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Group behavior Ringelmann effect One particular feature of group versus individual performance is the concept of social loafing

and the Ringelmann effect , which is the tendency for individuals to expend less effort when working as a member of a group than as an individual. McKenna and Maister The job of the group leader is to encourage people to earn the trust of others in their group and then show them how it can translate into greater commitment, greater creativity, greater professional satisfaction, and better performance

Literature Review Bennis & Nanus on transformative leadership, The capacity to translate intenetion into reality and sustain it Kurt Lewins 3 stage model that describes the process of change John Kotter identified 8 steps to tansformation

Literature Review Drucker it is the correct design of structure which is of most significance in determining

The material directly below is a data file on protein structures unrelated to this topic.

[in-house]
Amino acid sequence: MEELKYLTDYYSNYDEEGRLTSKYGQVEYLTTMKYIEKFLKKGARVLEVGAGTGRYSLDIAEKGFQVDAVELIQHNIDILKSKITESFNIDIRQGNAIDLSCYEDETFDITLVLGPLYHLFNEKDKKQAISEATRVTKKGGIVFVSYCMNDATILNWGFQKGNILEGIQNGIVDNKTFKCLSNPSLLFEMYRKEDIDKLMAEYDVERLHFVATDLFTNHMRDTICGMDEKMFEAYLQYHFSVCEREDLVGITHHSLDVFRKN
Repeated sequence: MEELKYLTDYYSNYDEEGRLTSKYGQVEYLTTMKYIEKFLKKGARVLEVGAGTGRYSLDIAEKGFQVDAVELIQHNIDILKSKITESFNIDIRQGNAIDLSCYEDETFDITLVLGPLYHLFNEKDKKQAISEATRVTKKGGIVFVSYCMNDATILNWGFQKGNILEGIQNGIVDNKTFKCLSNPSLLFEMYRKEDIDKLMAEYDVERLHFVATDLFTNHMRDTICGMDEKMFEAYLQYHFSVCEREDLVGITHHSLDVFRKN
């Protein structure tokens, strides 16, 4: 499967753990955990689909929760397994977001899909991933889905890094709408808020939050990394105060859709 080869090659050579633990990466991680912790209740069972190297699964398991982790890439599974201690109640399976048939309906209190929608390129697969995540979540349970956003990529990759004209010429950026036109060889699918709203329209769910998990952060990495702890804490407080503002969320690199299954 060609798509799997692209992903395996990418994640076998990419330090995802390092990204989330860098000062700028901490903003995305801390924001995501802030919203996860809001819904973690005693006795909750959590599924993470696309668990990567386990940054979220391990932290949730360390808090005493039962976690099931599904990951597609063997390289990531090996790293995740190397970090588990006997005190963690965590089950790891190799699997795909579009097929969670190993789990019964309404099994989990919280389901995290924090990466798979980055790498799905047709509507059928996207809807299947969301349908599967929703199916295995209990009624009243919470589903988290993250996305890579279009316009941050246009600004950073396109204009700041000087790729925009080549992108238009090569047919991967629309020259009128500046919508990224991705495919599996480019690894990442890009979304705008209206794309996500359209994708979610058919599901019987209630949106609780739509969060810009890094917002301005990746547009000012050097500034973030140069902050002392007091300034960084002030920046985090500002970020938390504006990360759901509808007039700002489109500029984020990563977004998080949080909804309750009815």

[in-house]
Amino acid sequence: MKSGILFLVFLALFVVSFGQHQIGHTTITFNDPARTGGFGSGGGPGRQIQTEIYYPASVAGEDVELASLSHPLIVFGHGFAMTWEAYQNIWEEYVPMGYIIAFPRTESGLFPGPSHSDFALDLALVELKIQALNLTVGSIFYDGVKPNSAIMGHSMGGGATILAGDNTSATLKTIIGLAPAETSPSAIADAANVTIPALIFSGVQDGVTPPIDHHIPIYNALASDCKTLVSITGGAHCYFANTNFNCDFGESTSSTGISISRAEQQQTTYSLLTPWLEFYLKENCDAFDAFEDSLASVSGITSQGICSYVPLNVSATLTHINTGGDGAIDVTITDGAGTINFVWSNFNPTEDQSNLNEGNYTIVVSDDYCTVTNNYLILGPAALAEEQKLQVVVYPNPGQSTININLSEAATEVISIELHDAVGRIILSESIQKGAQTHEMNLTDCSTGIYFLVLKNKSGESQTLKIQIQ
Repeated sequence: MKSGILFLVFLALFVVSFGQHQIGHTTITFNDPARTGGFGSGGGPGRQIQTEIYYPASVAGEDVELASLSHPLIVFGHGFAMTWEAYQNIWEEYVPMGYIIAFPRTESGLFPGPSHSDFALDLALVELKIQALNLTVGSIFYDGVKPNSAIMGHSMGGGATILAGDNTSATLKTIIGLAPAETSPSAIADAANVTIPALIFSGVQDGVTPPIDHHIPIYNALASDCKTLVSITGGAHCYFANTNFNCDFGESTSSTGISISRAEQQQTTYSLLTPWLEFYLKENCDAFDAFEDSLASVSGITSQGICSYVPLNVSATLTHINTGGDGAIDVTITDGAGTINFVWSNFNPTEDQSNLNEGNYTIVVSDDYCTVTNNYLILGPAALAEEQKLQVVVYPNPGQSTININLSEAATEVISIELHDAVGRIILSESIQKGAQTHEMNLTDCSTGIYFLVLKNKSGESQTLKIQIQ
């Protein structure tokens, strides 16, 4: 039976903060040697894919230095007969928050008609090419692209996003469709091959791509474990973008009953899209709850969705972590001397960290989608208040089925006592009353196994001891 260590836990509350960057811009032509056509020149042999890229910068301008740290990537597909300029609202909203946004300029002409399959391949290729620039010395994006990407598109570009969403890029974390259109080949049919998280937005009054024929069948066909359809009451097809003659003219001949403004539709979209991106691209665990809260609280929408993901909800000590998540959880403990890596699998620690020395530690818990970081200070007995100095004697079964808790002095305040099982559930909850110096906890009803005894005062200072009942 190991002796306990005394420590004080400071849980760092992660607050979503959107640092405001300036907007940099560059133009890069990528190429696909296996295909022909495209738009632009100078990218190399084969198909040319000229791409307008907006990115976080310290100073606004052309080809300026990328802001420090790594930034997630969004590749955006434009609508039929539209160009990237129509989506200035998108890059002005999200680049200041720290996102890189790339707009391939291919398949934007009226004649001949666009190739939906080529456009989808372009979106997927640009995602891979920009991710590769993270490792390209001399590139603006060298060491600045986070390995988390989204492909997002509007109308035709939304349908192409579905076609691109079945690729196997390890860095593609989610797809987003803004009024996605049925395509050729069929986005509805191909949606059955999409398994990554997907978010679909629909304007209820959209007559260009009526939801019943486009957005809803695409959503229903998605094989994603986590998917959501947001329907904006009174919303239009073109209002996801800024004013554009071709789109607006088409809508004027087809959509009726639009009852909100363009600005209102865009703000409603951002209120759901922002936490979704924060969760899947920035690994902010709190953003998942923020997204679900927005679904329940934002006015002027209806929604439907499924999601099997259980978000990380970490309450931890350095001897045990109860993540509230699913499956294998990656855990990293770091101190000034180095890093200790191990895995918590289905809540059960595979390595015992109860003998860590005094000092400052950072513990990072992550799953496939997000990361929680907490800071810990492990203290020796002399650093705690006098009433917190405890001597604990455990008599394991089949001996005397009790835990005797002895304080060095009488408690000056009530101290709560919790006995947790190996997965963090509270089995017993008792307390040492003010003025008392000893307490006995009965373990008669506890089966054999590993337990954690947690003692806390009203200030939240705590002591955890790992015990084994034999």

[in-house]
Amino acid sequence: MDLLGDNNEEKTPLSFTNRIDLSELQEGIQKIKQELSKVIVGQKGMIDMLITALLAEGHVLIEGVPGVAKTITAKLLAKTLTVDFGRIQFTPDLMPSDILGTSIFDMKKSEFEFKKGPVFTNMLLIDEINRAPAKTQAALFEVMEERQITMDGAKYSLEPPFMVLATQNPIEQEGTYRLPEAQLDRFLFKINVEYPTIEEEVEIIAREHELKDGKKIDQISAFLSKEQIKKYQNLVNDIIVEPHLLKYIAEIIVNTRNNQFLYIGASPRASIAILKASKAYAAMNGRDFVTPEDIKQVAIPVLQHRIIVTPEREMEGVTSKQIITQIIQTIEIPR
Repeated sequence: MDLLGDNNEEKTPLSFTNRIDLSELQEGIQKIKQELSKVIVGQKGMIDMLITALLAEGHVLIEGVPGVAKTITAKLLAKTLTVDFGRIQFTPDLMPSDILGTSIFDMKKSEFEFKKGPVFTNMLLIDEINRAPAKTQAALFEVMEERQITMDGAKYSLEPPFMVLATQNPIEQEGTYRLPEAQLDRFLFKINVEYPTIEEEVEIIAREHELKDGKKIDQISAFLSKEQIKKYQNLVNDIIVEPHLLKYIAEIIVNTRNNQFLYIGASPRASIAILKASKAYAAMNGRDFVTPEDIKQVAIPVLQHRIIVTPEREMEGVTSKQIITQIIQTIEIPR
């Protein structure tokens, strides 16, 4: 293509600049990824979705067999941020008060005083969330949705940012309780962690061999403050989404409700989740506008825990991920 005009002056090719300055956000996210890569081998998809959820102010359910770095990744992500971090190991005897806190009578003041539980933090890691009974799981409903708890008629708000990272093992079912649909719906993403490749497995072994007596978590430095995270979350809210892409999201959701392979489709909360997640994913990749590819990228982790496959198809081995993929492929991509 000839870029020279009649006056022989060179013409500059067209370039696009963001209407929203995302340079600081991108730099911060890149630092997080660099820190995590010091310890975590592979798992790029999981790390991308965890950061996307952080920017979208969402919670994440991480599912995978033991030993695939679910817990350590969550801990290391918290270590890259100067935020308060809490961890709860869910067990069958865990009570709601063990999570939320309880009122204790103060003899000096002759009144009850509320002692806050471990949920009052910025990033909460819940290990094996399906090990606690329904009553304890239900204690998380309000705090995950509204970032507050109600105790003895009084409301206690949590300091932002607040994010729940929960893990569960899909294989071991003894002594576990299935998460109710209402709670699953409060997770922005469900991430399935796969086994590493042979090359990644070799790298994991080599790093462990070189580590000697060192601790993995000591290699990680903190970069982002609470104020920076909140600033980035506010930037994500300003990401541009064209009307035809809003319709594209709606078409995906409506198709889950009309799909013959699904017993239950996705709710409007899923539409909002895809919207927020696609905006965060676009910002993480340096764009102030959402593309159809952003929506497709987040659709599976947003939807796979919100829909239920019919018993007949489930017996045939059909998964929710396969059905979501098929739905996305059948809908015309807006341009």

organizational performance. One hears a great deal today about the end of the hierarchy. This is blatant nonsense. In any institution there has to be a final authority, that is, a boss someone who can make the final decisions and who can expect them to be obeyed. Good organization structure does not by itself produce good performance. But a poor organization structure makes good performance impossible, no matter how good the individual managers may be. To improve organization structure will therefore always improve performance

Chris Argyris the strongest critics of the formal organization He claims that the formal,
bureaucratic organization restricts Individual growth and self-fulfillment and, in the psychologically healthy person, causes a feeling of failure, frustration and conflict Holtzhausen (2002) and states that improved supervisor employee communication is achievable through improved information flow and face-to-face communication.

Rensis Likert linking pin structure

Literature Review Deal & Kennedys model of culture considering external forces. Risk & feedback dimensions. Peter & Waterman 1982 suggested that strong cultures or those with widely accepted beliefs within the organization performed better than those with a lack of shared values. Borgatti (1996) strong culture is internally consistent, widely shared and makes it clear what appropriate behavior is, resulting in a vision that everyone understands.